Jeanie has spent many of her 37 years quietly preparing for just that. At 14 she would tag along with her father to World TeamTennis board meetings. The league went under in 1978 but resurfaced in 1981 as TeamTennis. Jerry once again owned the Strings, and he named 19-year-old Jeanie their general manager. "Basically, my dad bought me the team," says Jeanie. "It was a very empowering experience." But not a particularly profitable one. The Strings sputtered along before dissolving in 1993.
"I always felt the TeamTennis thing was hopeless," says John McEnroe, who dated Jeanie for six months in the mid-'90s. "She's been tossed lame sports by her father and yet made something of each of them."
When the Strings went belly-up, Jeanie was also running another dog-cart club, the L.A. Blades in the Roller Hockey International league. "Jeanie's knowledge is second to none in getting a second-tier sport off the ground," says Ken Yaffe, the NHL's liaison to RHI. "Though the executive meetings were male-dominated, Jeanie was very strong-willed and never caved in." She was an outspoken opponent of propping up ailing franchises, and though other owners overruled her on that issue, it cost them dearly. RHI collapsed last year.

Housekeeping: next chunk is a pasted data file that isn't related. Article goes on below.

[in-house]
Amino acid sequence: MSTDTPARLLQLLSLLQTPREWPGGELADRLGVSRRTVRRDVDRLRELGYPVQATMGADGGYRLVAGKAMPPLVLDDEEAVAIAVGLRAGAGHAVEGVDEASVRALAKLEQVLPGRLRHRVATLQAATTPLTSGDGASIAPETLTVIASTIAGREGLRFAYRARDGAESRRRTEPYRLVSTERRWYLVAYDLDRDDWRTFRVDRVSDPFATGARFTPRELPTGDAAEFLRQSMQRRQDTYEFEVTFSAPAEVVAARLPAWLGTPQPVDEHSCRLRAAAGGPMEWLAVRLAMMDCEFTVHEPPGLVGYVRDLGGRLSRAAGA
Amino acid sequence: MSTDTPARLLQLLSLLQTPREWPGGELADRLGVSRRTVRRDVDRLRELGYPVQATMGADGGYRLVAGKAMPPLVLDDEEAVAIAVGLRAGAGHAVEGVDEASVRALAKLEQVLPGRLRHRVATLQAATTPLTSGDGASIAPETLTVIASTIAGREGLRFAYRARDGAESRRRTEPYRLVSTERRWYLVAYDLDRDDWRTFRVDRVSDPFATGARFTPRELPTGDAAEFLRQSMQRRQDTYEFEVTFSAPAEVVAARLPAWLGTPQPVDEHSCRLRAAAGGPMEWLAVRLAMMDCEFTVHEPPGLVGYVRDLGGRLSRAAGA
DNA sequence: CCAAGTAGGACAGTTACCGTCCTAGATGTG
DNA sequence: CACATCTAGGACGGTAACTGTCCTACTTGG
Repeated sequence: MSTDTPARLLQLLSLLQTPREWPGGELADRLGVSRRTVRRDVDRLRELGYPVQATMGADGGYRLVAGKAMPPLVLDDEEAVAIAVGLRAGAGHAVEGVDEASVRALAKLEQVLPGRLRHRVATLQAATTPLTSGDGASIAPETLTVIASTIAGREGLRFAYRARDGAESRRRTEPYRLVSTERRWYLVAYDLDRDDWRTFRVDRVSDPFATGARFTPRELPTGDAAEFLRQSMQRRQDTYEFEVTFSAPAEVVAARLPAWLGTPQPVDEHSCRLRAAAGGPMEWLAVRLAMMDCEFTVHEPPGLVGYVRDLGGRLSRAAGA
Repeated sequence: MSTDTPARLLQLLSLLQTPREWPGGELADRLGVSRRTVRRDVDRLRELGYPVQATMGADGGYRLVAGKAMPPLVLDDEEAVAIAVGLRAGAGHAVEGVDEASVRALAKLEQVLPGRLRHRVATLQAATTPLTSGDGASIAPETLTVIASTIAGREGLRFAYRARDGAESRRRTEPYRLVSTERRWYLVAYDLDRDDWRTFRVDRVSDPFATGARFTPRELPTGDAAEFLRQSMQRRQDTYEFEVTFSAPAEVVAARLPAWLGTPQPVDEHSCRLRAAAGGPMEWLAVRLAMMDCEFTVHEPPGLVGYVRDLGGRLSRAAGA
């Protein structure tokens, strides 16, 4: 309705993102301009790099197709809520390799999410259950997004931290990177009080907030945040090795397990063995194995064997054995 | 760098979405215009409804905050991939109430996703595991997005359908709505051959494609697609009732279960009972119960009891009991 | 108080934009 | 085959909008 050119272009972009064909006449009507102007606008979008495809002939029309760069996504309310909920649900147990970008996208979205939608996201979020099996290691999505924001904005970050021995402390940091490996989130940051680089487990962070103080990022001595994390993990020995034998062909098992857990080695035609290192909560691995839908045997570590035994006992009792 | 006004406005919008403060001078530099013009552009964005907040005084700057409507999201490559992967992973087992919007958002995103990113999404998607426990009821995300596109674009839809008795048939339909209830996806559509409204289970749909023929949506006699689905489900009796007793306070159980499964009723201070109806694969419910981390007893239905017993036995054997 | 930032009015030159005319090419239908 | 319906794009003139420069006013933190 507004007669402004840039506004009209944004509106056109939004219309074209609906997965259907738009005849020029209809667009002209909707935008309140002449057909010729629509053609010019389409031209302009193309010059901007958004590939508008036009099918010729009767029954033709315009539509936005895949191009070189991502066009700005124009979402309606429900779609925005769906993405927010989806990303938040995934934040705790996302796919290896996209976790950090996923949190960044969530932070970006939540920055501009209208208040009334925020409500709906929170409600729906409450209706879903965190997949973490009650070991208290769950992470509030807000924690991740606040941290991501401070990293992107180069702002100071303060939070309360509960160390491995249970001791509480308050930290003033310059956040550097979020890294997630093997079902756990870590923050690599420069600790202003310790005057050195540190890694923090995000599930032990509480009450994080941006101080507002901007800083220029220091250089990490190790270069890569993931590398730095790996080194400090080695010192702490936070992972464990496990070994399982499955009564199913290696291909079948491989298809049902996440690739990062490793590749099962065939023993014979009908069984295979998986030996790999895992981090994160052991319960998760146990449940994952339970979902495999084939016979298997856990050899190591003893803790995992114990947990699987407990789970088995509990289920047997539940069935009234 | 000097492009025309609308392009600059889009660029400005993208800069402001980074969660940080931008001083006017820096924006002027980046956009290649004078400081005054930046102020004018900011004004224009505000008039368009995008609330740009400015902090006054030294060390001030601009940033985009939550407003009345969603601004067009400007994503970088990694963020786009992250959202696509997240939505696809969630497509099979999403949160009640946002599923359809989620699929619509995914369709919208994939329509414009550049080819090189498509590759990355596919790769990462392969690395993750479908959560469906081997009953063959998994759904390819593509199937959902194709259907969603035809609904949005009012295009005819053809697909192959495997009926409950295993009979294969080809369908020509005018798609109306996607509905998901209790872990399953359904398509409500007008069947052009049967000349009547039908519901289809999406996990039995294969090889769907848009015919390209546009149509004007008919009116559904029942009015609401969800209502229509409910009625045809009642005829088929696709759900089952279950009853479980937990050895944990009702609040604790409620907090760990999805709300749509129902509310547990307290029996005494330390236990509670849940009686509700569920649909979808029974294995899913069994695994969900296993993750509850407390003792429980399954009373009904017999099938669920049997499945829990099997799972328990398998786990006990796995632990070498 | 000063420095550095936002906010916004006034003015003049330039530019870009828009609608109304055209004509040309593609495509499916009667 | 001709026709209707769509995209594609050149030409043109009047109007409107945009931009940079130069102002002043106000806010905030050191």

The Forum, Jeanie says, is more her home than any house she's lived in. "My 21st birthday was there, I was robbed at gunpoint there, I met my ex-husband there," she says. Jeanie and Steve Timmons, the flat-topped, flame-haired U.S. Olympic volleyball hero, met during a 1986 tournament she was promoting. "I saw Steve as somebody who was very marketable," she says. "What I'd thought was love was really my attraction to his magnetism."
By 1990 Timmons's magnetic field had started to lose its pull. Or perhaps Jeanie had begun to feel a certain power of her own. In any case, they found themselves yanked in opposite directions. She wanted kids; he didn't. "I was always, 'Steve, whatever you want, whatever you want,' " she says. "But whenever I wanted something, he was always, 'You're compromising what I want.' I probably should have been his manager instead of his wife."
Jeanie's pal Magic Johnson laughs when he thinks about her getting hitched. "She goes out with a million men, finally says 'I do' and how long does it last?" he asks. "A month or two?"
"Three years," says Jeanie. "Which is a lot longer than Magic's TV show."
While she never lost her sense of humor, she says she did lose her self-esteem. As a rite of empowerment, she asked herself, Is there anything I've always wanted to do but haven't? Her answer: appear nude in Playboy.
"Very strange," says McEnroe. "It must have had something to do with her unique relationship with her father."
He may be right. Jerry had once owned the Playboy Club in Phoenix, and according to Johnny, Jeanie had always been insecure about her looks. So she grabbed the phone and pitched her assets to the magazine's editors. A six-page spread in the May 1995 issue bares those assets in a Forum locker room, in the Forum loge and—paging Dr. Freud!—on her father's Forum desk. Jerry claims it's the only Playboy he's never looked at. "But I hear Jeanie looked absolutely stunning," he says.